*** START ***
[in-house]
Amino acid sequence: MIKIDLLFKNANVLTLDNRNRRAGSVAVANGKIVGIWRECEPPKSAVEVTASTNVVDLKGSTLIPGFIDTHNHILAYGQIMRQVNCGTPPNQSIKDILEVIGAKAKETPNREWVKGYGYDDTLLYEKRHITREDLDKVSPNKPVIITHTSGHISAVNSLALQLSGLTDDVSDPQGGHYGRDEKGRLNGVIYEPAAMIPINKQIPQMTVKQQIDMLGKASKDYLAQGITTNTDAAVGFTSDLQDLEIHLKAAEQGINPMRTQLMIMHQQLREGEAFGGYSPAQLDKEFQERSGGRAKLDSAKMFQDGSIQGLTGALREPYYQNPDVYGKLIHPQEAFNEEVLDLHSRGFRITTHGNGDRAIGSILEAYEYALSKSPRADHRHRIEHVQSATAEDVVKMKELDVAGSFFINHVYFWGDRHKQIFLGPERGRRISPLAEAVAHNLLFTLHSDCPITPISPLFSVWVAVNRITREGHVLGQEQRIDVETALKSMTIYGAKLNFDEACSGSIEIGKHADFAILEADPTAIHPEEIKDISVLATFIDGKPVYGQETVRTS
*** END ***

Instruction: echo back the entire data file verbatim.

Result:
[in-house]
Amino acid sequence: MIKIDLLFKNANVLTLDNRNRRAGSVAVANGKIVGIWRECEPPKSAVEVTASTNVVDLKGSTLIPGFIDTHNHILAYGQIMRQVNCGTPPNQSIKDILEVIGAKAKETPNREWVKGYGYDDTLLYEKRHITREDLDKVSPNKPVIITHTSGHISAVNSLALQLSGLTDDVSDPQGGHYGRDEKGRLNGVIYEPAAMIPINKQIPQMTVKQQIDMLGKASKDYLAQGITTNTDAAVGFTSDLQDLEIHLKAAEQGINPMRTQLMIMHQQLREGEAFGGYSPAQLDKEFQERSGGRAKLDSAKMFQDGSIQGLTGALREPYYQNPDVYGKLIHPQEAFNEEVLDLHSRGFRITTHGNGDRAIGSILEAYEYALSKSPRADHRHRIEHVQSATAEDVVKMKELDVAGSFFINHVYFWGDRHKQIFLGPERGRRISPLAEAVAHNLLFTLHSDCPITPISPLFSVWVAVNRITREGHVLGQEQRIDVETALKSMTIYGAKLNFDEACSGSIEIGKHADFAILEADPTAIHPEEIKDISVLATFIDGKPVYGQETVRTS